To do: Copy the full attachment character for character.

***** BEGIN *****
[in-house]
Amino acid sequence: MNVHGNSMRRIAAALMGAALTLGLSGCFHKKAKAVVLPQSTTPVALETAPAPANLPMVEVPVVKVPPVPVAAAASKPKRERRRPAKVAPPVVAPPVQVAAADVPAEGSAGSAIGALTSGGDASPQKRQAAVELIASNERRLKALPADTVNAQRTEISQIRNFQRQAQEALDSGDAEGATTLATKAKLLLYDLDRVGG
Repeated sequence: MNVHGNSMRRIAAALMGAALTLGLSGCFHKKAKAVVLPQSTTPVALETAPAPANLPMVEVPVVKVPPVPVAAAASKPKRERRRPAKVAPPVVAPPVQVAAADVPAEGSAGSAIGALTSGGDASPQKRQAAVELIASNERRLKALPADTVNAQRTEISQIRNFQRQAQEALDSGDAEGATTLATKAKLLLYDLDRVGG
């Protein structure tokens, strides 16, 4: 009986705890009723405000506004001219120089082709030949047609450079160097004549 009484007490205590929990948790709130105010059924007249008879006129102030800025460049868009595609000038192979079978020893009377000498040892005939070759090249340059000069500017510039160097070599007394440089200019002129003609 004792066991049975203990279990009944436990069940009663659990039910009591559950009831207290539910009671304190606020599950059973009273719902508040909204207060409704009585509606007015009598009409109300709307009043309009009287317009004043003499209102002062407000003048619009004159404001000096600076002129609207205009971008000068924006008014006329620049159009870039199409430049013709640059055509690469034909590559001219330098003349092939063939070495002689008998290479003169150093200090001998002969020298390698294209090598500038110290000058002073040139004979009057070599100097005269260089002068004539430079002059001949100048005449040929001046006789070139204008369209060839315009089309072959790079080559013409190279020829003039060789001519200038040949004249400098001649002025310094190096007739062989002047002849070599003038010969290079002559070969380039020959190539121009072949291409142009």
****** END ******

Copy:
[in-house]
Amino acid sequence: MNVHGNSMRRIAAALMGAALTLGLSGCFHKKAKAVVLPQSTTPVALETAPAPANLPMVEVPVVKVPPVPVAAAASKPKRERRRPAKVAPPVVAPPVQVAAADVPAEGSAGSAIGALTSGGDASPQKRQAAVELIASNERRLKALPADTVNAQRTEISQIRNFQRQAQEALDSGDAEGATTLATKAKLLLYDLDRVGG
Repeated sequence: MNVHGNSMRRIAAALMGAALTLGLSGCFHKKAKAVVLPQSTTPVALETAPAPANLPMVEVPVVKVPPVPVAAAASKPKRERRRPAKVAPPVVAPPVQVAAADVPAEGSAGSAIGALTSGGDASPQKRQAAVELIASNERRLKALPADTVNAQRTEISQIRNFQRQAQEALDSGDAEGATTLATKAKLLLYDLDRVGG
């Protein structure tokens, strides 16, 4: 009986705890009723405000506004001219120089082709030949047609450079160097004549 009484007490205590929990948790709130105010059924007249008879006129102030800025460049868009595609000038192979079978020893009377000498040892005939070759090249340059000069500017510039160097070599007394440089200019002129003609 004792066991049975203990279990009944436990069940009663659990039910009591559950009831207290539910009671304190606020599950059973009273719902508040909204207060409704009585509606007015009598009409109300709307009043309009009287317009004043003499209102002062407000003048619009004159404001000096600076002129609207205009971008000068924006008014006329620049159009870039199409430049013709640059055509690469034909590559001219330098003349092939063939070495002689008998290479003169150093200090001998002969020298390698294209090598500038110290000058002073040139004979009057070599100097005269260089002068004539430079002059001949100048005449040929001046006789070139204008369209060839315009089309072959790079080559013409190279020829003039060789001519200038040949004249400098001649002025310094190096007739062989002047002849070599003038010969290079002559070969380039020959190539121009072949291409142009």